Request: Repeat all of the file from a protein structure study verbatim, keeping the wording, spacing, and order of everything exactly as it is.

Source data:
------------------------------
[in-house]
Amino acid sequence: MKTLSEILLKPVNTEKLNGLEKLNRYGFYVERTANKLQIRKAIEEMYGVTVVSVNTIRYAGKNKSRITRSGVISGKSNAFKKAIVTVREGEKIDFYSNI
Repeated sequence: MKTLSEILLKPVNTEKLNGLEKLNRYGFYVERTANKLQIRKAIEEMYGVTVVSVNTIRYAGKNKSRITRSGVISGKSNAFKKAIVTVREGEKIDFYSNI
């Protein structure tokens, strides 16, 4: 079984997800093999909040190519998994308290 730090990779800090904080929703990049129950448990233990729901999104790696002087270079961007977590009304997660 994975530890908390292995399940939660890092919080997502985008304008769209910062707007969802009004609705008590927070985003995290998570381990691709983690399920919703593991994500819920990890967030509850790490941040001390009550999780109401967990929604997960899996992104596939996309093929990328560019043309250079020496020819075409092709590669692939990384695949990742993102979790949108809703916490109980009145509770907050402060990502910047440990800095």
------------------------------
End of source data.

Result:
[in-house]
Amino acid sequence: MKTLSEILLKPVNTEKLNGLEKLNRYGFYVERTANKLQIRKAIEEMYGVTVVSVNTIRYAGKNKSRITRSGVISGKSNAFKKAIVTVREGEKIDFYSNI
Repeated sequence: MKTLSEILLKPVNTEKLNGLEKLNRYGFYVERTANKLQIRKAIEEMYGVTVVSVNTIRYAGKNKSRITRSGVISGKSNAFKKAIVTVREGEKIDFYSNI
């Protein structure tokens, strides 16, 4: 079984997800093999909040190519998994308290 730090990779800090904080929703990049129950448990233990729901999104790696002087270079961007977590009304997660 994975530890908390292995399940939660890092919080997502985008304008769209910062707007969802009004609705008590927070985003995290998570381990691709983690399920919703593991994500819920990890967030509850790490941040001390009550999780109401967990929604997960899996992104596939996309093929990328560019043309250079020496020819075409092709590669692939990384695949990742993102979790949108809703916490109980009145509770907050402060990502910047440990800095």